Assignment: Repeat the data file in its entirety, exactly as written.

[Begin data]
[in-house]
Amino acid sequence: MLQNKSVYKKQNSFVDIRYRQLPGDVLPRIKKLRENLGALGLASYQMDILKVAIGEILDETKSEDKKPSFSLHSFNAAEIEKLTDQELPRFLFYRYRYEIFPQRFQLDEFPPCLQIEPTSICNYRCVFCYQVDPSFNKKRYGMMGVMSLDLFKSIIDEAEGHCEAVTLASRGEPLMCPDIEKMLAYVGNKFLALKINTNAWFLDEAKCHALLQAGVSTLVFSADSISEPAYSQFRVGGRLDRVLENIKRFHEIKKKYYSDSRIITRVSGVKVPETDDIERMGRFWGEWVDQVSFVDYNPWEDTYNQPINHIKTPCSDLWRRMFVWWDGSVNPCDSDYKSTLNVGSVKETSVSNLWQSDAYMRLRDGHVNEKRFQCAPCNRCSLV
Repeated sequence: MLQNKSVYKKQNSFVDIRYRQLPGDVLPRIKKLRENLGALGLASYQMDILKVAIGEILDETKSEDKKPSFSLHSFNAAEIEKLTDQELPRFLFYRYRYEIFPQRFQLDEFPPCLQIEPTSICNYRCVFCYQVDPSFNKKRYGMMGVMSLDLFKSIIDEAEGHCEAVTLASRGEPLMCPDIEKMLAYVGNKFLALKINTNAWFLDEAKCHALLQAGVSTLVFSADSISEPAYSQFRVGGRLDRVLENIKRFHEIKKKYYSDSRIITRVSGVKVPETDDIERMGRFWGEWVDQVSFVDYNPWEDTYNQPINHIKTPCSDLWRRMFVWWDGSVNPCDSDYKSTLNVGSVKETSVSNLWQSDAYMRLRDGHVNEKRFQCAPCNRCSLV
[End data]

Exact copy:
[in-house]
Amino acid sequence: MLQNKSVYKKQNSFVDIRYRQLPGDVLPRIKKLRENLGALGLASYQMDILKVAIGEILDETKSEDKKPSFSLHSFNAAEIEKLTDQELPRFLFYRYRYEIFPQRFQLDEFPPCLQIEPTSICNYRCVFCYQVDPSFNKKRYGMMGVMSLDLFKSIIDEAEGHCEAVTLASRGEPLMCPDIEKMLAYVGNKFLALKINTNAWFLDEAKCHALLQAGVSTLVFSADSISEPAYSQFRVGGRLDRVLENIKRFHEIKKKYYSDSRIITRVSGVKVPETDDIERMGRFWGEWVDQVSFVDYNPWEDTYNQPINHIKTPCSDLWRRMFVWWDGSVNPCDSDYKSTLNVGSVKETSVSNLWQSDAYMRLRDGHVNEKRFQCAPCNRCSLV
Repeated sequence: MLQNKSVYKKQNSFVDIRYRQLPGDVLPRIKKLRENLGALGLASYQMDILKVAIGEILDETKSEDKKPSFSLHSFNAAEIEKLTDQELPRFLFYRYRYEIFPQRFQLDEFPPCLQIEPTSICNYRCVFCYQVDPSFNKKRYGMMGVMSLDLFKSIIDEAEGHCEAVTLASRGEPLMCPDIEKMLAYVGNKFLALKINTNAWFLDEAKCHALLQAGVSTLVFSADSISEPAYSQFRVGGRLDRVLENIKRFHEIKKKYYSDSRIITRVSGVKVPETDDIERMGRFWGEWVDQVSFVDYNPWEDTYNQPINHIKTPCSDLWRRMFVWWDGSVNPCDSDYKSTLNVGSVKETSVSNLWQSDAYMRLRDGHVNEKRFQCAPCNRCSLV